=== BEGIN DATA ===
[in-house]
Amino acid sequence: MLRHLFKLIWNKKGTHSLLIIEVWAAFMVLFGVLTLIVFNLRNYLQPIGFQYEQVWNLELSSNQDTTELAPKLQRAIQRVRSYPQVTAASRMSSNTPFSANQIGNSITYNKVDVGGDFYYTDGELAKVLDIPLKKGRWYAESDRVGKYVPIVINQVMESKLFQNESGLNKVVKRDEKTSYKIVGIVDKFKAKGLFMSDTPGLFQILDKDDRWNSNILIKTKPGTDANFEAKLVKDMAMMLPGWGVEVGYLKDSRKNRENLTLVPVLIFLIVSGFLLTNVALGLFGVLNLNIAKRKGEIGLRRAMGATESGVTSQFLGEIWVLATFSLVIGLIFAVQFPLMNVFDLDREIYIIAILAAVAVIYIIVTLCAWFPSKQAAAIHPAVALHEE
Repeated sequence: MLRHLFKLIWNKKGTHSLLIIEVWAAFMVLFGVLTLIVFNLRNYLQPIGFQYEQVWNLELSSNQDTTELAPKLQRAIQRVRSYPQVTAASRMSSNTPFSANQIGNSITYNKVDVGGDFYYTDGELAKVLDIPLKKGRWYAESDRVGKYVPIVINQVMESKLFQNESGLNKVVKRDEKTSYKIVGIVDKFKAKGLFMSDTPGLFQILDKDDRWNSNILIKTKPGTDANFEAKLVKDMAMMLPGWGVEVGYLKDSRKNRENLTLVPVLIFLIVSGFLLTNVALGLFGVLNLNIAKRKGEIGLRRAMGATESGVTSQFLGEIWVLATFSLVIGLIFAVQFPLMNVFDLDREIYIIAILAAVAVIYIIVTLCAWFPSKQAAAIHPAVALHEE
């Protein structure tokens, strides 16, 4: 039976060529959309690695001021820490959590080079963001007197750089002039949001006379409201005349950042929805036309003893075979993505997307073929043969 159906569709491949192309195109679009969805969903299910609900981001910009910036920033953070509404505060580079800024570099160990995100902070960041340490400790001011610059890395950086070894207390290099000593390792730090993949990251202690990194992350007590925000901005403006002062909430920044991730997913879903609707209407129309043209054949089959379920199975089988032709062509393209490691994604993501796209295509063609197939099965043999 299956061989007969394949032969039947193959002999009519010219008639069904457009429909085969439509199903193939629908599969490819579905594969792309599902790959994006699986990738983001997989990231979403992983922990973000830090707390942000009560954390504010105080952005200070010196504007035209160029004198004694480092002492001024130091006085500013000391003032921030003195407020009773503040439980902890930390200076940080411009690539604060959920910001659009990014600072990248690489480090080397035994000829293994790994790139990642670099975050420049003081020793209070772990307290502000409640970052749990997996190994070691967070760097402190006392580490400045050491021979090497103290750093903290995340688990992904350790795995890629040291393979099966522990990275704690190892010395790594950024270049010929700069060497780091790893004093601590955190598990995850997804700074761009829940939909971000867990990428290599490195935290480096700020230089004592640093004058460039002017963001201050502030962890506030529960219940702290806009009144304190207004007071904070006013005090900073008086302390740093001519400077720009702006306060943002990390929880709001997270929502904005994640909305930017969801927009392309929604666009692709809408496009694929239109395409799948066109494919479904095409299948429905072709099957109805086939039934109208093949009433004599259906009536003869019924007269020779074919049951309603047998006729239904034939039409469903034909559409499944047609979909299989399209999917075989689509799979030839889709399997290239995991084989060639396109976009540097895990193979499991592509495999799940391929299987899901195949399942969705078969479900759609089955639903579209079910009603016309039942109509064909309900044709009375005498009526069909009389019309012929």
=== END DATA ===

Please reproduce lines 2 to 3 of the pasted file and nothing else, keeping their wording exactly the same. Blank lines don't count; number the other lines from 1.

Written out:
Amino acid sequence: MLRHLFKLIWNKKGTHSLLIIEVWAAFMVLFGVLTLIVFNLRNYLQPIGFQYEQVWNLELSSNQDTTELAPKLQRAIQRVRSYPQVTAASRMSSNTPFSANQIGNSITYNKVDVGGDFYYTDGELAKVLDIPLKKGRWYAESDRVGKYVPIVINQVMESKLFQNESGLNKVVKRDEKTSYKIVGIVDKFKAKGLFMSDTPGLFQILDKDDRWNSNILIKTKPGTDANFEAKLVKDMAMMLPGWGVEVGYLKDSRKNRENLTLVPVLIFLIVSGFLLTNVALGLFGVLNLNIAKRKGEIGLRRAMGATESGVTSQFLGEIWVLATFSLVIGLIFAVQFPLMNVFDLDREIYIIAILAAVAVIYIIVTLCAWFPSKQAAAIHPAVALHEE
Repeated sequence: MLRHLFKLIWNKKGTHSLLIIEVWAAFMVLFGVLTLIVFNLRNYLQPIGFQYEQVWNLELSSNQDTTELAPKLQRAIQRVRSYPQVTAASRMSSNTPFSANQIGNSITYNKVDVGGDFYYTDGELAKVLDIPLKKGRWYAESDRVGKYVPIVINQVMESKLFQNESGLNKVVKRDEKTSYKIVGIVDKFKAKGLFMSDTPGLFQILDKDDRWNSNILIKTKPGTDANFEAKLVKDMAMMLPGWGVEVGYLKDSRKNRENLTLVPVLIFLIVSGFLLTNVALGLFGVLNLNIAKRKGEIGLRRAMGATESGVTSQFLGEIWVLATFSLVIGLIFAVQFPLMNVFDLDREIYIIAILAAVAVIYIIVTLCAWFPSKQAAAIHPAVALHEE